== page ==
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Court: Gay survivor's partner entitled to benefits
For first time, court recognizes rights of Holocaust survivor's life partner, rules he is eligible to inherit restitution payments

The Tel Aviv Magistrate's Court set a legal precedent last week, declaring a gay Holocaust survivor's life partner was eligible to inherit his entire estate – including his restitution payments, Yedioth Ahronoth reported Tuesday.

 

The court was asked to rule in an estate claim filed by René Lev Ran, whose life partner of nine years, Wolf Bleichman, passed away and named him his sole heir.

 

The estate included Bleichman Holocaust restitution payments, as paid by the Finance Ministry's Holocaust Survivors Rights Center.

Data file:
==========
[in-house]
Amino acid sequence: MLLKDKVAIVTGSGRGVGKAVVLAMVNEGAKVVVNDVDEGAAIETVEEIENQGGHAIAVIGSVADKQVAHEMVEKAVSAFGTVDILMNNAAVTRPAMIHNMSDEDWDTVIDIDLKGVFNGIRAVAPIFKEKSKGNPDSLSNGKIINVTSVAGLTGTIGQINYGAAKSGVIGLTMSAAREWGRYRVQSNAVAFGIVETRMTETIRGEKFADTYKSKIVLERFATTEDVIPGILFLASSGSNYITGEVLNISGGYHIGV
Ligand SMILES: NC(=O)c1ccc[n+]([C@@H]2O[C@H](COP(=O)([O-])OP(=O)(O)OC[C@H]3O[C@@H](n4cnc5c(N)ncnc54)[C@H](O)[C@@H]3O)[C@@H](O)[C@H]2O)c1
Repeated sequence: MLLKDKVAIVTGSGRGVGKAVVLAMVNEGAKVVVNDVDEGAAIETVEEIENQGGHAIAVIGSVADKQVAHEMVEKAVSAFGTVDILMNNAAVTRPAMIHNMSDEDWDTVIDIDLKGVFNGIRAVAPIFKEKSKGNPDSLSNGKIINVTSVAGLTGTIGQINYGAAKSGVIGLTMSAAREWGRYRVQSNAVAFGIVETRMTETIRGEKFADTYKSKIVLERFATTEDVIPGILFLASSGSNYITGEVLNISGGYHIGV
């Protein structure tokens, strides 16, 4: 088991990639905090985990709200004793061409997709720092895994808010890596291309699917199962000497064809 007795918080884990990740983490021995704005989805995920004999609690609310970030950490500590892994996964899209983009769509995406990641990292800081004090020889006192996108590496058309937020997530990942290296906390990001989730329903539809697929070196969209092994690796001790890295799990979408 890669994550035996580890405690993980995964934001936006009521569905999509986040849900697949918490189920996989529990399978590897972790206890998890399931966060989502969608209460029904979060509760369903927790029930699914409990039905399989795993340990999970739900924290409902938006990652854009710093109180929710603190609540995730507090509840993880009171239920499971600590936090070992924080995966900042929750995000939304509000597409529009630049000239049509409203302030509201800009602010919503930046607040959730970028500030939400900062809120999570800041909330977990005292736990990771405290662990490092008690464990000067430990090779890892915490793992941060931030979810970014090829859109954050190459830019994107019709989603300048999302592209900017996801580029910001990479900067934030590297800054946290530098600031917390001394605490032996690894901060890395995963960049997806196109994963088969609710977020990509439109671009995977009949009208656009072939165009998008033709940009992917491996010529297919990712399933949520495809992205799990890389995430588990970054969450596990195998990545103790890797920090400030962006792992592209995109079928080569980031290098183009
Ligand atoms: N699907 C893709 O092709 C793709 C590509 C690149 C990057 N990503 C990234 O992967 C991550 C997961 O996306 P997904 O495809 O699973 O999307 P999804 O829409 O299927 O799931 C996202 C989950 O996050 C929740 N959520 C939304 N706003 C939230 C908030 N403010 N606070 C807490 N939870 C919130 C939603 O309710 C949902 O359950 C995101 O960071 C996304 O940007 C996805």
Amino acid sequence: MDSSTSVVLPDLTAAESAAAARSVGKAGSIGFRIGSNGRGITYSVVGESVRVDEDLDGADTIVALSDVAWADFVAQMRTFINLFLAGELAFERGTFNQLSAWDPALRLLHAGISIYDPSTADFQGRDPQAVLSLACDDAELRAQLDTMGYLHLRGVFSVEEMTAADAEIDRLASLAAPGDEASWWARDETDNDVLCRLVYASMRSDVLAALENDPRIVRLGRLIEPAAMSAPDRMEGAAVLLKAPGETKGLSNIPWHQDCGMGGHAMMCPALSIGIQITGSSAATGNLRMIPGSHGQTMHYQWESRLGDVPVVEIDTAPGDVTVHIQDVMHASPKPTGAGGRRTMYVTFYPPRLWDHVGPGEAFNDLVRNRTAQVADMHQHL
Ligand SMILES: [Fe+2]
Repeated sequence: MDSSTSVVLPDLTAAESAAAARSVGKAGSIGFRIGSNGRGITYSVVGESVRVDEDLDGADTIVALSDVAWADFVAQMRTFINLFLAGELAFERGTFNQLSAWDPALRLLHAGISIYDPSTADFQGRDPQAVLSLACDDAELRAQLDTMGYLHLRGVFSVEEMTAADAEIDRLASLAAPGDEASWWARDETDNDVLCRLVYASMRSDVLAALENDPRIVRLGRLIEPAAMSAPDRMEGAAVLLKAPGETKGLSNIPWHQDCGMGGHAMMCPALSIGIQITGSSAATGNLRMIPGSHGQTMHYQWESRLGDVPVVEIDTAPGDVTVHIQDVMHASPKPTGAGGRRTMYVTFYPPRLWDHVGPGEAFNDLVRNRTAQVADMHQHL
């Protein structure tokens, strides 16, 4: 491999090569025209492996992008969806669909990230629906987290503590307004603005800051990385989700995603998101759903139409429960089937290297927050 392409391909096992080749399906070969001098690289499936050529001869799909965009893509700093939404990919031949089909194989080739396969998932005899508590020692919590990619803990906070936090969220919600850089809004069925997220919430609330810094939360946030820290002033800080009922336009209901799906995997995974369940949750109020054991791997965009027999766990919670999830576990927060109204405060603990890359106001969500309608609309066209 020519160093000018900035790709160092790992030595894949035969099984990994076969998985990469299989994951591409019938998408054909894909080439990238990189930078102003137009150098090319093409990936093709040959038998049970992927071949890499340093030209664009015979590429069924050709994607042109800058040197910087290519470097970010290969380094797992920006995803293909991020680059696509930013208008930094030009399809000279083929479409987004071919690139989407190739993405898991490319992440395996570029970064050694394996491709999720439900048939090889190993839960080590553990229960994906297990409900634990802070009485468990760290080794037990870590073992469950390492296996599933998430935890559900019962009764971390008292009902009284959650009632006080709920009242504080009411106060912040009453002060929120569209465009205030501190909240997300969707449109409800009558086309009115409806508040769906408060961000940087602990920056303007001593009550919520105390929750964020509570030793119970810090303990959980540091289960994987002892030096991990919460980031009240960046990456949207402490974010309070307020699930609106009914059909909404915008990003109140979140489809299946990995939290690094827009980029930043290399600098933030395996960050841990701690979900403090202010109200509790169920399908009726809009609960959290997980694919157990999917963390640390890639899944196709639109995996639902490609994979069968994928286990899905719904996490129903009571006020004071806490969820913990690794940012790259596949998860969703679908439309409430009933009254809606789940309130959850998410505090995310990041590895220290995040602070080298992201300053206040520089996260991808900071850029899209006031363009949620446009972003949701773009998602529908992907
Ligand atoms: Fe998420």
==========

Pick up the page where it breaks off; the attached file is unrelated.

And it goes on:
The latter did not oppose the unprecedented request per se – as survivors' spouses are entitled to inherit their benefits – but still preferred to have the court rule on the matter.

 

Lev Ran retained Attorney Ira Hadar, a legal expert in gay rights and family law, who petitioned the court on his behalf.

 

The court was satisfied that the two were living as a couple and ruled – for the first time ever in Israel – that Lev Ran was entitled to inherit Bleichman's benefits.

 

Hadar welcomed the ruling saying it was another important step for gay rights in Israel: "Similar precedents have also been set in cases involving benefits paid by the IDF, Defense Ministry, National Insurance and more."

 

Ofra Ross, director of the Holocaust Survivors Rights Center, also welcomed the ruling, saying that "this important ruling will allow us to review every similar case according to merit and the court's guidelines."

 

 

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